All that is gold does not glitter; Not all who wander are lost. The old that is strong does not wither. Deep roots are not reached by the frost.
The second line of this poem is commonly printed on merchandise directed toward we who love the outdoors. In fact, my husband gave me a vanity plate for my Jeep with this line on it. It invokes the idea that when we are out seeking new experiences on the trails, that we are not going about it aimlessly or without purpose. We may appear to be wandering to those who don’t understand this penchant of ours. But we are indeed not lost at all.
I love this quote not only for the reasons just stated, but also for the wider context of this poem. Kudos to anyone who identified it as coming from Tolkein. Specifically, it is from the Riddle of Strider from The Fellowship of the Ring. It helps Frodo identify Strider (Aragorn) as the person he is looking for in Bree and as the true heir of Isildur at the Council of Elrond. This quote has a rich literary history that ties it to adventure and triumph.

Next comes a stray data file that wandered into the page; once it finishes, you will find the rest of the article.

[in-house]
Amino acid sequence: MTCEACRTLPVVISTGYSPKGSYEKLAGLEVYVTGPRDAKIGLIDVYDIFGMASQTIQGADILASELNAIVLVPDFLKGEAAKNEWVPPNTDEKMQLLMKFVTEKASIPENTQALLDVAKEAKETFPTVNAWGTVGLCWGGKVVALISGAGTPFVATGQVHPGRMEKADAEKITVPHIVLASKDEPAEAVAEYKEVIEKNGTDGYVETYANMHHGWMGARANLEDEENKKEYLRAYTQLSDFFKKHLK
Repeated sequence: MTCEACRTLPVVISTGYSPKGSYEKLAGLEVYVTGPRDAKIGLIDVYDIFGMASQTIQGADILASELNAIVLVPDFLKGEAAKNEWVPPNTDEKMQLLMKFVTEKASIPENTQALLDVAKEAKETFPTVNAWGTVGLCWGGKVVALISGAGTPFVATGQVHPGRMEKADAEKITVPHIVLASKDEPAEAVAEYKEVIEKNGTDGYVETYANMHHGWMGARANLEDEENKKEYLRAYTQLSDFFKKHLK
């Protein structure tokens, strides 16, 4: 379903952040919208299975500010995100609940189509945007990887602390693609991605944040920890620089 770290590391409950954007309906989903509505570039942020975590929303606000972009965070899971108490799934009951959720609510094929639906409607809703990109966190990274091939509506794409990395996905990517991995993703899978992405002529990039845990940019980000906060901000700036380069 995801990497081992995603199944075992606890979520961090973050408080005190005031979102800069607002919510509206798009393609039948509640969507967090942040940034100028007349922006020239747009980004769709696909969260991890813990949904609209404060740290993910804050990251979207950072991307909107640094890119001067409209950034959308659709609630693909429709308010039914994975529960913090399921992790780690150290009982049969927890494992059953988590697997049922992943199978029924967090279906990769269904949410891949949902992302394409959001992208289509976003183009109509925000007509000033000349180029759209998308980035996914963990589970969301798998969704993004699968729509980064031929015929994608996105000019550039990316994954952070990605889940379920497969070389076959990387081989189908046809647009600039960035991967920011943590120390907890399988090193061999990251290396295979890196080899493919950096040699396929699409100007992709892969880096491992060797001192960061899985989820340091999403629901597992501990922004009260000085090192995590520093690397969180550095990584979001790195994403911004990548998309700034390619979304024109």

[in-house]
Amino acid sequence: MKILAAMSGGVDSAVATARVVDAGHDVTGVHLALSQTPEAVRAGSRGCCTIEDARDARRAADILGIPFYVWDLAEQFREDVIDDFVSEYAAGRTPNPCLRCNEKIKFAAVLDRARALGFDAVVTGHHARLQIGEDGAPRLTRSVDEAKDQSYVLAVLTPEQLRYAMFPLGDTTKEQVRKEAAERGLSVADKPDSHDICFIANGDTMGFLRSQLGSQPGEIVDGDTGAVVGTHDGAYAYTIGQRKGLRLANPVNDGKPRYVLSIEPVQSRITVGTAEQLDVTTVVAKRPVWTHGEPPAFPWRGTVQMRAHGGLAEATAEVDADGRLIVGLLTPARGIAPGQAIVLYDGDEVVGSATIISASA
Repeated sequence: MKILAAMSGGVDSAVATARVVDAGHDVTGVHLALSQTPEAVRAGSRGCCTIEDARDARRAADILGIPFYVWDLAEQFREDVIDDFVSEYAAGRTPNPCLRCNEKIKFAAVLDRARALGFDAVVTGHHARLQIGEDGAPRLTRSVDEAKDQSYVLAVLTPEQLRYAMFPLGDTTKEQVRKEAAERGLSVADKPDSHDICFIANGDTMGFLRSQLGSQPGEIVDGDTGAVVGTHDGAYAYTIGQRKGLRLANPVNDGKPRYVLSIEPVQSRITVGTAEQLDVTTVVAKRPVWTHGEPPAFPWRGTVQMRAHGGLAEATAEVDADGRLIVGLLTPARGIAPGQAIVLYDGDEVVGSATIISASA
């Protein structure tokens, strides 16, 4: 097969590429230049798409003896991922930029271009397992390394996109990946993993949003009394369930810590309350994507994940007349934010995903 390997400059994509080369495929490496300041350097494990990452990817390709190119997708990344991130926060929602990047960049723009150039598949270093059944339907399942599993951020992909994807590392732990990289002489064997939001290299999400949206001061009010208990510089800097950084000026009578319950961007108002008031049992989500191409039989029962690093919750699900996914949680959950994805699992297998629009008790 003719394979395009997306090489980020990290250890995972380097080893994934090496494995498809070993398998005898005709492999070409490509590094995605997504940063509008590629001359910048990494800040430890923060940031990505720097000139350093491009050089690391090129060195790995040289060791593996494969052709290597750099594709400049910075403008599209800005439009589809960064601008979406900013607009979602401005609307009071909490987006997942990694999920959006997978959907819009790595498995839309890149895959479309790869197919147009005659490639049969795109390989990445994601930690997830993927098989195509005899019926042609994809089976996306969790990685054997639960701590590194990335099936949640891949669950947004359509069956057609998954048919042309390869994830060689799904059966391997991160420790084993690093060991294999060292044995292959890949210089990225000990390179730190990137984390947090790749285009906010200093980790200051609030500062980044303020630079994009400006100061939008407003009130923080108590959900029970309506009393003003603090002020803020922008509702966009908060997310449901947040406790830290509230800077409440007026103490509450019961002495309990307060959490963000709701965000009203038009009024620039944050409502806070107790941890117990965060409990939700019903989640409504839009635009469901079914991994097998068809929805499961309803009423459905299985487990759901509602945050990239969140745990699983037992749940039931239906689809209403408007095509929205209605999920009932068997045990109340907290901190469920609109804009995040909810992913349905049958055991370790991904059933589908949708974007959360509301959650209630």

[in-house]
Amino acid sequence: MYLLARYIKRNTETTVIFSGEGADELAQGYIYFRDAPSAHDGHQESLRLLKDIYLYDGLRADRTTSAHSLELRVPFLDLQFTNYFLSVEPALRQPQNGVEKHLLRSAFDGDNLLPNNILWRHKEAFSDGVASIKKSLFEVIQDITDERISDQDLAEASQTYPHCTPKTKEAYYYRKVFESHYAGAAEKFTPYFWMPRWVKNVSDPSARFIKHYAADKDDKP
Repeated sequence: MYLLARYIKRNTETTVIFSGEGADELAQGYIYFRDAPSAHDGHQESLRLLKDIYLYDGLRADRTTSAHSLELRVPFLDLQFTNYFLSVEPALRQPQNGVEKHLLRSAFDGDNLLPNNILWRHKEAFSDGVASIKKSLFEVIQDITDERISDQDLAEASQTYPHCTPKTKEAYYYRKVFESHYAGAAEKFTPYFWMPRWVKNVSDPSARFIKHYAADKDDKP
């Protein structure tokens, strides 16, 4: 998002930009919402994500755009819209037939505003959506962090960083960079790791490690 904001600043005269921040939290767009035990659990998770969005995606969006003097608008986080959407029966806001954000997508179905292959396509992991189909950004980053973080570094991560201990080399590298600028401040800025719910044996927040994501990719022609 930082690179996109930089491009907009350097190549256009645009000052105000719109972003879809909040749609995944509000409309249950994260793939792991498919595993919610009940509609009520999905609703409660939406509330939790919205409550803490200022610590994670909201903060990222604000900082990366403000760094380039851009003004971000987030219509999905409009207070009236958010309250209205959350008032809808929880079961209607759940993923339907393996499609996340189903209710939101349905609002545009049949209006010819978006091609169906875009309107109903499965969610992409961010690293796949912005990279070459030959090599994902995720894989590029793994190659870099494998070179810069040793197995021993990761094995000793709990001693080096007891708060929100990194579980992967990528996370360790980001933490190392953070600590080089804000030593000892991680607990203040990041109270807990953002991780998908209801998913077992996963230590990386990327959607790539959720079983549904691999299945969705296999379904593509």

I believe that we can apply more than just the second line to how we live out our ambitions to be more connected with nature. “All that is gold does not glitter” means that there are plenty of seemingly ordinary things in this world that are valuable. Think of a time that you’ve had a personal triumph on the trail. Maybe you beat your best time on a run or bike ride. Perhaps you reached a milestone for time outside or miles hiked or ridden. It could be any personal goal reached or moment savored. You stand there on the side of the trail sweat dripping into the dust celebrating your achievement. Even if that moment is not particularly noteworthy for everyone else, to you it’s gold.
Ask yourself what keeps you grounded. What are your deep roots that are not reached by the frost? For me it is my faith. My desire to love, preserve, and enjoy nature pours out from my belief that all this was created for us to do so. I don’t have to struggle with how to answer my children when they ask why we do what we do. I’ve already thought these things through as the roots of my worldview grew deep. It is a comfort and a strength to be grounded.
I love literature and I love the outdoors. You would be surprised how often those passions meet in a spectacular way. Great literature is always dripping with wisdom about life and who we are as humans for those who have eyes to see. So grab a great book and head out to a beautiful spot to read. You’ll be glad you did.
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